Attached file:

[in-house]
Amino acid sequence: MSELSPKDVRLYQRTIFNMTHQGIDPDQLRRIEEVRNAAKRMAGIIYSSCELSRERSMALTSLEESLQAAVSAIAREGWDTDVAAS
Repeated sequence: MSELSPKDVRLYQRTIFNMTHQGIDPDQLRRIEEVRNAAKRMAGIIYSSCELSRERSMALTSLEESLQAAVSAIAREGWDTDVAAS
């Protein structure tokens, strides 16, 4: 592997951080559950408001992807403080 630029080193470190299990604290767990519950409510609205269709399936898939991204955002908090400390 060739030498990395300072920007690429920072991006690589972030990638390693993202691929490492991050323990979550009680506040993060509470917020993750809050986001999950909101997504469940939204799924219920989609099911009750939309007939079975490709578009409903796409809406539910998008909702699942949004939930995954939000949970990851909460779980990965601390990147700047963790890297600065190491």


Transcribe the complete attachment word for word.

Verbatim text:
[in-house]
Amino acid sequence: MSELSPKDVRLYQRTIFNMTHQGIDPDQLRRIEEVRNAAKRMAGIIYSSCELSRERSMALTSLEESLQAAVSAIAREGWDTDVAAS
Repeated sequence: MSELSPKDVRLYQRTIFNMTHQGIDPDQLRRIEEVRNAAKRMAGIIYSSCELSRERSMALTSLEESLQAAVSAIAREGWDTDVAAS
């Protein structure tokens, strides 16, 4: 592997951080559950408001992807403080 630029080193470190299990604290767990519950409510609205269709399936898939991204955002908090400390 060739030498990395300072920007690429920072991006690589972030990638390693993202691929490492991050323990979550009680506040993060509470917020993750809050986001999950909101997504469940939204799924219920989609099911009750939309007939079975490709578009409903796409809406539910998008909702699942949004939930995954939000949970990851909460779980990965601390990147700047963790890297600065190491």